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What Is Atopic Dermatitis?

The word "dermatitis" means inflammation of the skin. Atopic dermatitis, also known as atopic eczema, is a non-contagious skin condition characterised by chronic (long-lasting) inflammation of the skin. Atopic dermatitis skin reacts abnormally and easily to irritants, certain foods, and environmental allergens and becomes flaky, very itchy, causing redness, swelling, and cracking. The condition is also called eczema, dermatitis, or atopy. There is a known hereditary component, hence the associated word “atopic”, which refers to hereditary conditions.

Dry skin is a very common complaint and an underlying cause of some of the typical symptoms. The skin on the inner sides of elbows and knees are the most commonly affected areas. Atopic dermatitis is a very common skin condition that affects a large percentage of the world's population.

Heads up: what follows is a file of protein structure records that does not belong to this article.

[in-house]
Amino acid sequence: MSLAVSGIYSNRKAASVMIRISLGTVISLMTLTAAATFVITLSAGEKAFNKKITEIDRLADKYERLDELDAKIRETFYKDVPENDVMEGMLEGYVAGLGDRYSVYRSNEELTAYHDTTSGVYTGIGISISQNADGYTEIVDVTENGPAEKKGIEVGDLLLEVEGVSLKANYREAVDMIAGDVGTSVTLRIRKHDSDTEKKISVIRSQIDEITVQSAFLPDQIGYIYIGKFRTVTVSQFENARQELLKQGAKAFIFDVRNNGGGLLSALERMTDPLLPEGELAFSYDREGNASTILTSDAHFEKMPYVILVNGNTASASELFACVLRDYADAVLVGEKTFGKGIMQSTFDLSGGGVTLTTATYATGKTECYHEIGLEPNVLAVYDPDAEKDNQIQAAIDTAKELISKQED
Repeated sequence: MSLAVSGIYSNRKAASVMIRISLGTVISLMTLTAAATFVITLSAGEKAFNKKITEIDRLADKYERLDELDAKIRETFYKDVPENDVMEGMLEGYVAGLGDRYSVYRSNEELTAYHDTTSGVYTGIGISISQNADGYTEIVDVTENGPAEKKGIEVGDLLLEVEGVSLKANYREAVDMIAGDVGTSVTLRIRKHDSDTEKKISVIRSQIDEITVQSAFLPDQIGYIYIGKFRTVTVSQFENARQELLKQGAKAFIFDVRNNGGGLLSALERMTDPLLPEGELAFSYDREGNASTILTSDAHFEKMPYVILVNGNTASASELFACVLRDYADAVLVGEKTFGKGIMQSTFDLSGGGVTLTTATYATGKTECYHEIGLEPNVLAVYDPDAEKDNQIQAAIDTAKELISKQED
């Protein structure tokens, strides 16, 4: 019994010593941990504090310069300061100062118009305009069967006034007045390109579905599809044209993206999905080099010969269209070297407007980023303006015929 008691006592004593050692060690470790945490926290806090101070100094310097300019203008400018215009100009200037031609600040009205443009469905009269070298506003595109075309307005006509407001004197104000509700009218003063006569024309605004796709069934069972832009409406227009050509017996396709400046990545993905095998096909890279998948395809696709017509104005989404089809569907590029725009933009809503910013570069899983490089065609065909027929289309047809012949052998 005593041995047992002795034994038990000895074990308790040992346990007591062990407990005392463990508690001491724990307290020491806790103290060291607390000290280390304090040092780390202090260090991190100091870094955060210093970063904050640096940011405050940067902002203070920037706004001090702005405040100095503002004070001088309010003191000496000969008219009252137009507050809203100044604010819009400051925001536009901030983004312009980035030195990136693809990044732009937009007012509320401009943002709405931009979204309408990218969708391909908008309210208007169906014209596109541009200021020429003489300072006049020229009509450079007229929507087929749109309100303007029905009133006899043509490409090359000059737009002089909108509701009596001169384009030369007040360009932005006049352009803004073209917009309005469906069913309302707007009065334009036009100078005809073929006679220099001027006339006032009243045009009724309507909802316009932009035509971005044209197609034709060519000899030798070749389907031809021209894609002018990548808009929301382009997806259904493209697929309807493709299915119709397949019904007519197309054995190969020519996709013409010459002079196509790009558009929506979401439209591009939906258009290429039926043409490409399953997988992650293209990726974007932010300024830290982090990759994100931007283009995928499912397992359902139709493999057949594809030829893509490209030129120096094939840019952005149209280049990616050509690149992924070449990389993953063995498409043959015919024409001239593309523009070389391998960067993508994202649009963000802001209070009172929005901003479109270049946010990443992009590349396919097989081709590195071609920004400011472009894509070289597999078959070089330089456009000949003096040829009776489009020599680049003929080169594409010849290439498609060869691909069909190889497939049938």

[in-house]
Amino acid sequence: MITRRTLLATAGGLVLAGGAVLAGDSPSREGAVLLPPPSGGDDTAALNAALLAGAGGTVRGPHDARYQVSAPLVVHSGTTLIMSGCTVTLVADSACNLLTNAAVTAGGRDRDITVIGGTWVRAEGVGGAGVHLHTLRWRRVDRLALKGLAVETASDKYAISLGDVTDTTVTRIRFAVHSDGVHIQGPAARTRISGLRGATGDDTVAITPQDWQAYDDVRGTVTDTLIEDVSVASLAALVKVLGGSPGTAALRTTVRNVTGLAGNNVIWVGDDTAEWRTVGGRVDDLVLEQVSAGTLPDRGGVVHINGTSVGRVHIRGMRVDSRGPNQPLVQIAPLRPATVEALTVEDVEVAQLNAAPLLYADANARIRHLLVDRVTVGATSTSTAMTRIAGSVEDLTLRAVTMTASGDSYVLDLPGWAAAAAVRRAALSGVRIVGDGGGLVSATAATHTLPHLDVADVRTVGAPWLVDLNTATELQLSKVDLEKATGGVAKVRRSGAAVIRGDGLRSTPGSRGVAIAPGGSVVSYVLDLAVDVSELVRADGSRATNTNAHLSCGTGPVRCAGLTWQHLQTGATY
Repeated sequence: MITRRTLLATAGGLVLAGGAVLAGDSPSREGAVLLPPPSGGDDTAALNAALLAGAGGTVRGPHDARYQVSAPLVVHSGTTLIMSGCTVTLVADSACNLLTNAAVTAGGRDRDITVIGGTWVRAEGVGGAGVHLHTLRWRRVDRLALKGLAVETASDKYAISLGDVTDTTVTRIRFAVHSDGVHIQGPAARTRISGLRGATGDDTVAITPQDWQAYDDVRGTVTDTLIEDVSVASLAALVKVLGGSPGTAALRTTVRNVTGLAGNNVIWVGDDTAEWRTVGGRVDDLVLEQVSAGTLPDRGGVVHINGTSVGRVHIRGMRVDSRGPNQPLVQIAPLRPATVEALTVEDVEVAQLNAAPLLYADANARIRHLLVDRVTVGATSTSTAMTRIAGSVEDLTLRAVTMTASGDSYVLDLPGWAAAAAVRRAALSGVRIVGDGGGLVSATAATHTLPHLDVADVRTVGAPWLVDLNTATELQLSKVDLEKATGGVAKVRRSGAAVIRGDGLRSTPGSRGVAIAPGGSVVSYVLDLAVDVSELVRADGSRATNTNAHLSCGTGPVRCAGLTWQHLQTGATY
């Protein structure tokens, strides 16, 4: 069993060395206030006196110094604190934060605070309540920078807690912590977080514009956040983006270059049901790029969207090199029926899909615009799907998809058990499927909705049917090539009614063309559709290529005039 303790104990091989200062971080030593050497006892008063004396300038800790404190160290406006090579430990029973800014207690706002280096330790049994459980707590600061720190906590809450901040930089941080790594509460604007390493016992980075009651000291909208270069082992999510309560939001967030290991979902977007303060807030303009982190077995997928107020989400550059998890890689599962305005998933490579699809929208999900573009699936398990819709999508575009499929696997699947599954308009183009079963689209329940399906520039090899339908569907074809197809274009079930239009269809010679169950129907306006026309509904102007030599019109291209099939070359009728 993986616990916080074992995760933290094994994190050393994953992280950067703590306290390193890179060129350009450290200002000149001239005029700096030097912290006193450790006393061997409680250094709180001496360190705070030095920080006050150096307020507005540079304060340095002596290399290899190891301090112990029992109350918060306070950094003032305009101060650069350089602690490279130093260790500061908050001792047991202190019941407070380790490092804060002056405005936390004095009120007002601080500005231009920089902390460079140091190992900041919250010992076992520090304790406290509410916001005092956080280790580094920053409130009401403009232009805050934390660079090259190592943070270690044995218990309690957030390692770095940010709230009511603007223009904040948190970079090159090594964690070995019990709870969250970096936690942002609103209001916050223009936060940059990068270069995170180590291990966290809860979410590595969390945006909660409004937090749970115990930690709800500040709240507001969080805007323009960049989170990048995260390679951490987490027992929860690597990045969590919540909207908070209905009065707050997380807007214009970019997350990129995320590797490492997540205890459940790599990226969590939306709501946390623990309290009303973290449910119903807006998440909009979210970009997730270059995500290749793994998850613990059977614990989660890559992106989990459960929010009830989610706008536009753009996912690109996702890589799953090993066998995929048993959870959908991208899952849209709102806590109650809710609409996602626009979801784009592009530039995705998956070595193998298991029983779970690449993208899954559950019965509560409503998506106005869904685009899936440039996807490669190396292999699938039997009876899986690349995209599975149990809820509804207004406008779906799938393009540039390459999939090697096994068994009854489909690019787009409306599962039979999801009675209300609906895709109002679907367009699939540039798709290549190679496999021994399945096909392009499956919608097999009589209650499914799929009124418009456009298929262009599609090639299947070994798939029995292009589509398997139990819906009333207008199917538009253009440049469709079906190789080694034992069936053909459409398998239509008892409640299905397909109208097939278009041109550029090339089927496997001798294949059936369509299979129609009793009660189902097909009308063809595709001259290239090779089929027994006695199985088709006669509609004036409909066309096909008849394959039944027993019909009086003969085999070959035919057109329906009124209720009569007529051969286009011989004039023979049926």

It may be thought of as a type of skin allergy or sensitivity. Although atopic dermatitis can occur in any age, most often it affects infants and young children. A large percentage of atopic skin patients tend to have ups and downs over long periods of time. The ups are characterised with periods of improvement when the skin may clear up entirely. These are called remissions. Unfortunately the downs, or flares, are periods of time when the disease is worse, called flares. Many children with atopic dermatitis enter into a permanent remission of the disease when they get into adulthood.

Multiple factors can trigger or worsen atopic dermatitis, including dry skin, seasonal allergies, exposure to harsh soaps and detergents, new skin products or creams, and environmental factors.

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